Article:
Speculative investors boosted bullish wagers on the U.S. stock market to the highest level in almost two years, a sign that some saw the potential for the S&P 500 index to bounce back from a two-month slump. Net long positions in S&P 500 e-mini futures in the week to Oct. 27 were the most since January 2019, Commodity Futures Trading Commission data show.
Environmental, Social and Corporate Governance
Law-Firm Clients Demand More Black Attorneys; Microsoft, Uber and U.S. Bancorp are among the companies urging law firms to enlist diverse legal teams
Sara Randazzo – WSJ
Law firms have spent years promising to hire and promote more Black lawyers. Their corporate clients are now pressuring them to show results. Companies including Microsoft Corp. , U.S. Bancorp, Uber Technologies Inc. and Intel Corp. are asking the law firms they hire to detail how many diverse lawyers they employ and whether those lawyers are assigned meaningful work. Firms that don’t have good answers might lose out on bonuses or not get hired.
Australia Risks Economic Hit on Climate Inaction, Deloitte Says
James Thornhill – Bloomberg
Country seen at risk of A$3.4 trillion climate hit out to 2070; Embracing low-carbon future would boost growth, report says
Australia’s economy could contract by 6% over the next five decades if climate change goes unchecked, according to Deloitte Access Economics.
The World’s Courtrooms Could Unleash the Next Wave of Green Investing; Pension-fund trial highlights new legal fights over climate change
Matthew Burgess – Bloomberg
The legal risk for pension funds that fail to account for climate change in portfolio investments is about to become a little clearer. While activists and investors around the world are using courts to push government officials and company executives to cut emissions, a trial set to start Monday in Australia offers an early test of whether money managers have a fiduciary duty to help combat the ravages of a warmer planet.
$41 Billion Pension Fund Settles Australian Climate Change Lawsuit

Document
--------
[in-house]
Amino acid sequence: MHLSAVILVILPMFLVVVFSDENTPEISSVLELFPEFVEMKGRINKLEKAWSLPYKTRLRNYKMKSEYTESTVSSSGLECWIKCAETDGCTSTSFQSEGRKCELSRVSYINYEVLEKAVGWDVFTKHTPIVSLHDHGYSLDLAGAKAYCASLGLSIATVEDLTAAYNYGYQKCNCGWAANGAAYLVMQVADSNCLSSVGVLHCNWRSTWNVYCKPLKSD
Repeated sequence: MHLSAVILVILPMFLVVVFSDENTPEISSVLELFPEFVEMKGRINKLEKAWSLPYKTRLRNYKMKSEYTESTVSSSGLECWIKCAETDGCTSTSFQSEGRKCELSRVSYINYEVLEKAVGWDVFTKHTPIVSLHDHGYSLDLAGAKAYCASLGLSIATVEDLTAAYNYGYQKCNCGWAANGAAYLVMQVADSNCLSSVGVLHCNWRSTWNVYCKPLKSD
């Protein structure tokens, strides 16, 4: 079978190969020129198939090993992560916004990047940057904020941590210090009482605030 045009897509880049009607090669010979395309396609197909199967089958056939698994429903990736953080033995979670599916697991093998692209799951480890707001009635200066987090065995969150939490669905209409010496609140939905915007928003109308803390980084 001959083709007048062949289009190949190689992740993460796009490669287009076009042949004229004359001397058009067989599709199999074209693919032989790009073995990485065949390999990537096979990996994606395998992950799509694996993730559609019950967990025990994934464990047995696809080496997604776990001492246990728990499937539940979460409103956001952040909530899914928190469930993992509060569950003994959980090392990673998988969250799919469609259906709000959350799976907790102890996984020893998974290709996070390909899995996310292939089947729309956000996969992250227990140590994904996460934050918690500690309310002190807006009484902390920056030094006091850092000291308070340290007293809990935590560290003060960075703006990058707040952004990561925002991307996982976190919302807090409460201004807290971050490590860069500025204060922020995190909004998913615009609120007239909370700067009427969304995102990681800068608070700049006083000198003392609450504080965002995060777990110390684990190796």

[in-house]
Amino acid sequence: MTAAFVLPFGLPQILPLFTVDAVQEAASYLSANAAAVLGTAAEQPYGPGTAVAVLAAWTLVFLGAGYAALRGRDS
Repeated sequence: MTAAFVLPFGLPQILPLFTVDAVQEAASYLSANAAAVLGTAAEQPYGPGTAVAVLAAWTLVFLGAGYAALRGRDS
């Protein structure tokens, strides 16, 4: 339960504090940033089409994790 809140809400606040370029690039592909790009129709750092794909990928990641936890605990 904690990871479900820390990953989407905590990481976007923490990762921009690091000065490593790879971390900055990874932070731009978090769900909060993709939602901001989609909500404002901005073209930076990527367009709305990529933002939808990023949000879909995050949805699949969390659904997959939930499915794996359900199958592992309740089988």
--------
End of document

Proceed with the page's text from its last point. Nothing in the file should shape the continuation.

Matthew Burgess – Bloomberg
Sydney-based Rest commits to net zero emissions by 2050; Case may spur similar litigation globally on climate risk
A $41 billion pension fund sued in Australia over its disclosure of climate change risks settled the lawsuit on Monday with a commitment to net zero emissions in its portfolio by 2050 — a case that may spur more litigation around the world.
China Proposes Max $4,500 Fine for Carbon Market Violations
China’s top environmental regulator is proposing a maximum fine of 30,000 yuan ($4,500) for participants in the country’s new national carbon market that don’t buy enough allowances to cover their greenhouse gas emissions.
Europe’s Biggest Fund Managers Ride the Passive Wave; Exchange-traded funds continue to attract inflows in a difficult market environment for money management firms.
Mark Gilbert – Bloomberg
The failure of active fund managers to beat their benchmarks during this year’s fervid markets reinforces the argument that many investors would be better off buying low-cost index tracking funds. That backdrop is providing a handy boost to asset management firms that have built a stable of passive products, with DWS Group GmbH and Amundi SA reaping the benefits of having healthy exchange-traded funds businesses.
World’s Top Hedge Fund Soars 275% With Bets on China Schools
David Ramli – Bloomberg
Singapore’s QQQ Capital’s wagers on Tal Education, GSX pay off; Recent slump by school stocks shows risk of concentrated bets
Long before he ran the world’s best-performing hedge fund, Qian Yongqiang chaired China’s biggest online dating service. The Yale graduate would spend hours tracking down attractive users with suspicious profiles, sifting through accounts and deleting thousands of scammers to improve the site’s authenticity and ensure its success.
He’s outperformed all other hedge funds so far this year, but now he’s got most of his portfolio in cash
Shawn Langlois – Bloomberg
Just a few years ago, Qian Yongqiang was running his own money. Now, after riding a wave of big wins in the stock market, his explosive hedge-fund finds itself on the top of the world and sitting on a wad of cash ahead of next week’s U.S. election. No doubt, it’s been a stellar year for Qian’s QQQ Capital Management hedge fund , which has navigated all the coronavirus volatility to post a 275% return for investors through September.
The next bear market will be the worst in at least 78 years, warns co-founder of Soros’s legendary Quantum Fund
Shawn Langlois – MarketWatch
‘It’s good to be old. Young people have a very bleak future ahead of them.’ That’s Jim Rogers, the 78-year-old co-founder of George Soros’s Quantum Fund, once again hammering home the idea that the flood of money flowing from central banks are artificially keeping markets around the world afloat and will ultimately lead to disaster.
The Only Consensus on Wall Street Is Tuesday’s Election Will Be Felt for Years to Come; Many money managers and strategists are reluctant to project confidence after being caught off guard by a number of market-jolting shocks
Akane Otani – WSJ
Jim Baird remembers sitting on his couch four years ago watching election results stream in. At first, all was calm. Then Donald Trump unexpectedly seized the lead—sending Dow futures and overseas markets careening overnight. Mr. Baird grabbed his laptop to draft a memo to his clients. He didn’t go to sleep until 5 a.m. By 8 a.m., he was back in the office.